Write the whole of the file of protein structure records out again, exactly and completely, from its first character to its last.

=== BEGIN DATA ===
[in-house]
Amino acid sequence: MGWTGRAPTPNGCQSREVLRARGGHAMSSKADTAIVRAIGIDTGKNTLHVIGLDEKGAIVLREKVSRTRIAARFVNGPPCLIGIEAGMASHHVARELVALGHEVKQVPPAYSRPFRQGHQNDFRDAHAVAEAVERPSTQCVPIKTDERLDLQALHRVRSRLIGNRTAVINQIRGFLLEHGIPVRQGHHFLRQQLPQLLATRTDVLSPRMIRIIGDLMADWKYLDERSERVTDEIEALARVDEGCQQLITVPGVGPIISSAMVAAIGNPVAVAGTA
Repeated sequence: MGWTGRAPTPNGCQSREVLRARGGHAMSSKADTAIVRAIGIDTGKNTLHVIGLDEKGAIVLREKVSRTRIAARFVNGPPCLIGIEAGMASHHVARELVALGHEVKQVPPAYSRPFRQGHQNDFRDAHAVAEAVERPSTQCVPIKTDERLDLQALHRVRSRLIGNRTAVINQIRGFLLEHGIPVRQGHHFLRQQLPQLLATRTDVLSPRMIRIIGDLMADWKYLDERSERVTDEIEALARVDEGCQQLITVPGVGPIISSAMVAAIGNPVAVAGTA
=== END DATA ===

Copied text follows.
[in-house]
Amino acid sequence: MGWTGRAPTPNGCQSREVLRARGGHAMSSKADTAIVRAIGIDTGKNTLHVIGLDEKGAIVLREKVSRTRIAARFVNGPPCLIGIEAGMASHHVARELVALGHEVKQVPPAYSRPFRQGHQNDFRDAHAVAEAVERPSTQCVPIKTDERLDLQALHRVRSRLIGNRTAVINQIRGFLLEHGIPVRQGHHFLRQQLPQLLATRTDVLSPRMIRIIGDLMADWKYLDERSERVTDEIEALARVDEGCQQLITVPGVGPIISSAMVAAIGNPVAVAGTA
Repeated sequence: MGWTGRAPTPNGCQSREVLRARGGHAMSSKADTAIVRAIGIDTGKNTLHVIGLDEKGAIVLREKVSRTRIAARFVNGPPCLIGIEAGMASHHVARELVALGHEVKQVPPAYSRPFRQGHQNDFRDAHAVAEAVERPSTQCVPIKTDERLDLQALHRVRSRLIGNRTAVINQIRGFLLEHGIPVRQGHHFLRQQLPQLLATRTDVLSPRMIRIIGDLMADWKYLDERSERVTDEIEALARVDEGCQQLITVPGVGPIISSAMVAAIGNPVAVAGTA